Annually, other job and tenure candidates list how many articles and books they have published, how many talks they have delivered (including how many to which they were invited, and by whom), how many students they have advised and taught. Now and again, senior professors, writing letters to evaluate a candidate’s suitability to get or keep a job, provide their own lists. Sometimes they, too, are so intent on constructing them that they forget to discuss a candidate’s intellectual contributions. Last year, when presenting a distinguished-research award, a top Wannabe administrator noted that the recipient had published well more than 100 articles. He never said why those articles mattered. Continue reading
Nice lecture about educational reform: (h/t Lumpenprofessoriat)
First she told me I needed to be perfected, now she’s on the Today Show annoying the freakishly chipper Matt Lauer. When will she find what she’s looking for? You have to admit that without Ann Coulter life would be slightly more boring…
Anyway, here’s Ann Coulter doing whatever it is she does (which includes hating single mothers, it seems):
From Le Monde, via Infinite Thought (translated into English), to us:
Telle qu’on nous la présente, la crise planétaire de la finance ressemble à un de ces mauvais films concoctés par l’usine à succès préformés qu’on appelle aujourd’hui le “cinéma”. Continue in French.
As it is presented to us, the planetary financial crisis resembles one of those bad films concocted by that factory for the production of pre-packaged blockbusters that today we call the “cinema”. Continue in English.
This story and this topic has been slowly getting traction in the media, it seems, or I am just now catching up with it. Of course, knowing little or nothing about international diplomacy or international law, I have little to say about it, however, this particular article was pretty interesting – McLatchy reports:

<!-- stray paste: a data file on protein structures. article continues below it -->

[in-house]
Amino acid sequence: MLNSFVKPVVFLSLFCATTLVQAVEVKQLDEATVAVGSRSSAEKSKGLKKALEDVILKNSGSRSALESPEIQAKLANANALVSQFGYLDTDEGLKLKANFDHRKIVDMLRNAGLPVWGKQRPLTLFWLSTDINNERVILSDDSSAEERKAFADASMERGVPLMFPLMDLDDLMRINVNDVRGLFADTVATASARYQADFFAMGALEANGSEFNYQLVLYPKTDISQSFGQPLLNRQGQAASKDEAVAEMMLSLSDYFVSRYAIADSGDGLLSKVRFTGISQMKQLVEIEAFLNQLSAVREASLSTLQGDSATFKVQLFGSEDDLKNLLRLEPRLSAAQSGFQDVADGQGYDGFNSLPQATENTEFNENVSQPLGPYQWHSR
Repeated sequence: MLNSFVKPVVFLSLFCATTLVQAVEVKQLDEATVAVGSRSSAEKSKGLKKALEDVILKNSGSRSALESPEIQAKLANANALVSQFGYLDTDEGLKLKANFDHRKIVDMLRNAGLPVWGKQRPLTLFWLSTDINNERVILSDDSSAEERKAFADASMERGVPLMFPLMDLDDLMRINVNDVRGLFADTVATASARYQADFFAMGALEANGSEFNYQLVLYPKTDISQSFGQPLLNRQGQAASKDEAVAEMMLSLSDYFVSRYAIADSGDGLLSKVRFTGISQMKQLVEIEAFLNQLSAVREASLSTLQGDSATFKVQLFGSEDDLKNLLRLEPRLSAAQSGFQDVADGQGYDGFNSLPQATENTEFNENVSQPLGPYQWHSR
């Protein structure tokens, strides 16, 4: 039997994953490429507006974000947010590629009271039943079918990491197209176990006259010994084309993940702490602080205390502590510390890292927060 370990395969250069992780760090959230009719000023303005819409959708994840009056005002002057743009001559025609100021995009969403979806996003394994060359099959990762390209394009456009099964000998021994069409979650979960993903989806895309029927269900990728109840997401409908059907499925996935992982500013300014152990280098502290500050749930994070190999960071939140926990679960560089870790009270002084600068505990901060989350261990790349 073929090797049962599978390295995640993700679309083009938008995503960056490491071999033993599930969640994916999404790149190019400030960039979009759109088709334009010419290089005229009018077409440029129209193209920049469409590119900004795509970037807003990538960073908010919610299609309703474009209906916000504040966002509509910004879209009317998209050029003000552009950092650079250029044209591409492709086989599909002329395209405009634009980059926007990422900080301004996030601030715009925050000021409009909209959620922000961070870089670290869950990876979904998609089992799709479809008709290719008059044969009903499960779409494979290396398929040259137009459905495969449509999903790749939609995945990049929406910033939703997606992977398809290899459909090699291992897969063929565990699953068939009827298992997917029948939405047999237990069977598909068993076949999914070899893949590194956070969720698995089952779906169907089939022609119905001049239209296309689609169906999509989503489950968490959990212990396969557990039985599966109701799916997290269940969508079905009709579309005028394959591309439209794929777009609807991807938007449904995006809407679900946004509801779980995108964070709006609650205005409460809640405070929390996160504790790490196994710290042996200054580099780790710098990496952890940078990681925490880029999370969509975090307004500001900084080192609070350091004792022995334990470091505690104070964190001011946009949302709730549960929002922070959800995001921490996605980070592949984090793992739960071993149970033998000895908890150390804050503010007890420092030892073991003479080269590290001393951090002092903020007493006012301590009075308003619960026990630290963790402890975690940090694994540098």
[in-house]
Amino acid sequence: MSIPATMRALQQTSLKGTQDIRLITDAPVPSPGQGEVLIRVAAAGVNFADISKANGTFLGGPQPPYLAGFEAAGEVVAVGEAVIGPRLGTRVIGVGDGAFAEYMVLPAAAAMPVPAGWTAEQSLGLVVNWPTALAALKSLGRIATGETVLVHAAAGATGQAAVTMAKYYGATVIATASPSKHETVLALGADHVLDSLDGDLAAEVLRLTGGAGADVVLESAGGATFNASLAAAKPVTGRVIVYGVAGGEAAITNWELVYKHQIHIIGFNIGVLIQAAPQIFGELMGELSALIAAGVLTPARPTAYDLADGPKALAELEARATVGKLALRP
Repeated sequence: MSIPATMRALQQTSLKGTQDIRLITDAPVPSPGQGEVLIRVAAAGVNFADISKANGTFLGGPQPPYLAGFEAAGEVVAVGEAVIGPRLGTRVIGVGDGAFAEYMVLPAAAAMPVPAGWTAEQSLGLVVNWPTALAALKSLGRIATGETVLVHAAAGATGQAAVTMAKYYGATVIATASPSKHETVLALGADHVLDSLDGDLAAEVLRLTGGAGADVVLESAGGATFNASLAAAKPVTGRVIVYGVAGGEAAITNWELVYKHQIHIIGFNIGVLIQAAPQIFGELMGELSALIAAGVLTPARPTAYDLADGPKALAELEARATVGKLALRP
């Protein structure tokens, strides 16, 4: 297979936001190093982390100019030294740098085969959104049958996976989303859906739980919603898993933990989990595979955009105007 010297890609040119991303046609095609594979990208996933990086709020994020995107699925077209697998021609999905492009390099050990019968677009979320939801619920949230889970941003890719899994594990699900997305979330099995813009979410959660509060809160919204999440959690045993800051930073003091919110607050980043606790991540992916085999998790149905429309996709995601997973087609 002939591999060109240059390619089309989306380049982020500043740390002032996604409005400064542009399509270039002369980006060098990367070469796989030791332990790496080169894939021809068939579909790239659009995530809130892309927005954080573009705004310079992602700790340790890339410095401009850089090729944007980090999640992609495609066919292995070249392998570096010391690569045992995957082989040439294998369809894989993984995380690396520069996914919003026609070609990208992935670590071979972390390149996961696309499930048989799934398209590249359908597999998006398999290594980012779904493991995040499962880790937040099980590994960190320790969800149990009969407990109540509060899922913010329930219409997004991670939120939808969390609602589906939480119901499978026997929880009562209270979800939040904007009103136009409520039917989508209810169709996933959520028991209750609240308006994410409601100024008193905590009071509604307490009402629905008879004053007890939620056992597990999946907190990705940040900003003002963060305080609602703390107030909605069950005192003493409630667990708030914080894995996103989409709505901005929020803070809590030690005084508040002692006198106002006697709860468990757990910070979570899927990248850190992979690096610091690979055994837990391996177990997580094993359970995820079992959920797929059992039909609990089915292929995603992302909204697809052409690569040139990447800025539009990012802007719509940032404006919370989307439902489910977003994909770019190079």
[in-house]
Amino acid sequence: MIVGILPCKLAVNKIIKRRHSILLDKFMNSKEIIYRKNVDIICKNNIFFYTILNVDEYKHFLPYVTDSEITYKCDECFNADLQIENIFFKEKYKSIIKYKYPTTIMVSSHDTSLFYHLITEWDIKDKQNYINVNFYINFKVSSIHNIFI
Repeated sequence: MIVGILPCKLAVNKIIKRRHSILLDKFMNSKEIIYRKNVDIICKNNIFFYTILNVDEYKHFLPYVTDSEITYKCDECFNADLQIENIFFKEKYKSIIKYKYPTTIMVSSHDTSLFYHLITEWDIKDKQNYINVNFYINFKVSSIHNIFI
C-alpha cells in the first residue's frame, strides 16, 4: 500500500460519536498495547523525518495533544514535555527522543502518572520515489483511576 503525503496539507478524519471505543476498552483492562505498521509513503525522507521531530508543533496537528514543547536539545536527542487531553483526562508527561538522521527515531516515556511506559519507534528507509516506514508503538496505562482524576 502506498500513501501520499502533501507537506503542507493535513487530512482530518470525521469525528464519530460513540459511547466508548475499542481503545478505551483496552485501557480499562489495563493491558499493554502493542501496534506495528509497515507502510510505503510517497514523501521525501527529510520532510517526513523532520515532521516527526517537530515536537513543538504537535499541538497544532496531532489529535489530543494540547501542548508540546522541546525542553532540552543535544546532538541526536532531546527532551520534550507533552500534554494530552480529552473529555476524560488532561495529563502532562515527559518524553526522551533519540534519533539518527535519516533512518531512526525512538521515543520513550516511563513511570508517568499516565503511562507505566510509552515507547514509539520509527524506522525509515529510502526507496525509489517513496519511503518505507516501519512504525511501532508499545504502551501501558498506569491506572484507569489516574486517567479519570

WASHINGTON — The Bush administration has adopted a much looser interpretation than the Iraqi government of several key provisions of the pending U.S.-Iraq security agreement, U.S. officials said Tuesday — just hours before the Iraqi parliament was to hold its historic vote.
These include a provision that bans the launch of attacks on other countries from Iraq, a requirement to notify the Iraqis in advance of U.S. military operations and the question of Iraqi legal jurisdiction over American troops and military contractors.
Officials in Washington said the administration has withheld the official English translation of the agreement in an effort to suppress a public dispute with the Iraqis until after the Iraqi parliament votes. Continue reading
I think we should start a new series “So-and-so on Obama” as many people have expressed their opinion on the significance of the election. Simon Critchley’s take:
Obama’s victory marks a symbolically powerful moment in American history, defined as it is by the stain of slavery and the fact of racism. It will have hugely beneficial consequences for how the United States is seen throughout the world. His victory was also strategically brilliant and his campaign transformed those disillusioned with and disenfranchised by the Bush administration into a highly motivated and organized popular force. But I dispute that Obama’s victory is about change in any significant sense.
So Obama’s victory is not about change. Check. It’s all about the search for unity which in politics, Critchley argues, translates into political moralism – exactly how that takes place is not really dealt with in the article: Continue reading